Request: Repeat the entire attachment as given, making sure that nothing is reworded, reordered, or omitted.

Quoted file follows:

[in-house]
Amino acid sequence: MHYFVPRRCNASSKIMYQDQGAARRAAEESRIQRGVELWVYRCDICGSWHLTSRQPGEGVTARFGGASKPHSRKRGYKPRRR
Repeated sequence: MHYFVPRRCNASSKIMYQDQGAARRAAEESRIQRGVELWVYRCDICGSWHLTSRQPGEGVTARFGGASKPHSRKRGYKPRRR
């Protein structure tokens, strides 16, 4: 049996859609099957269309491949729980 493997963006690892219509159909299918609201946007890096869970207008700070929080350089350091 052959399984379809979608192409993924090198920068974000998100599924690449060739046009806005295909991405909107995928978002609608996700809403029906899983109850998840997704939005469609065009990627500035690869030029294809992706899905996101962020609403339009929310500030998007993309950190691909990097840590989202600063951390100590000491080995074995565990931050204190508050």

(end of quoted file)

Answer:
[in-house]
Amino acid sequence: MHYFVPRRCNASSKIMYQDQGAARRAAEESRIQRGVELWVYRCDICGSWHLTSRQPGEGVTARFGGASKPHSRKRGYKPRRR
Repeated sequence: MHYFVPRRCNASSKIMYQDQGAARRAAEESRIQRGVELWVYRCDICGSWHLTSRQPGEGVTARFGGASKPHSRKRGYKPRRR
């Protein structure tokens, strides 16, 4: 049996859609099957269309491949729980 493997963006690892219509159909299918609201946007890096869970207008700070929080350089350091 052959399984379809979608192409993924090198920068974000998100599924690449060739046009806005295909991405909107995928978002609608996700809403029906899983109850998840997704939005469609065009990627500035690869030029294809992706899905996101962020609403339009929310500030998007993309950190691909990097840590989202600063951390100590000491080995074995565990931050204190508050």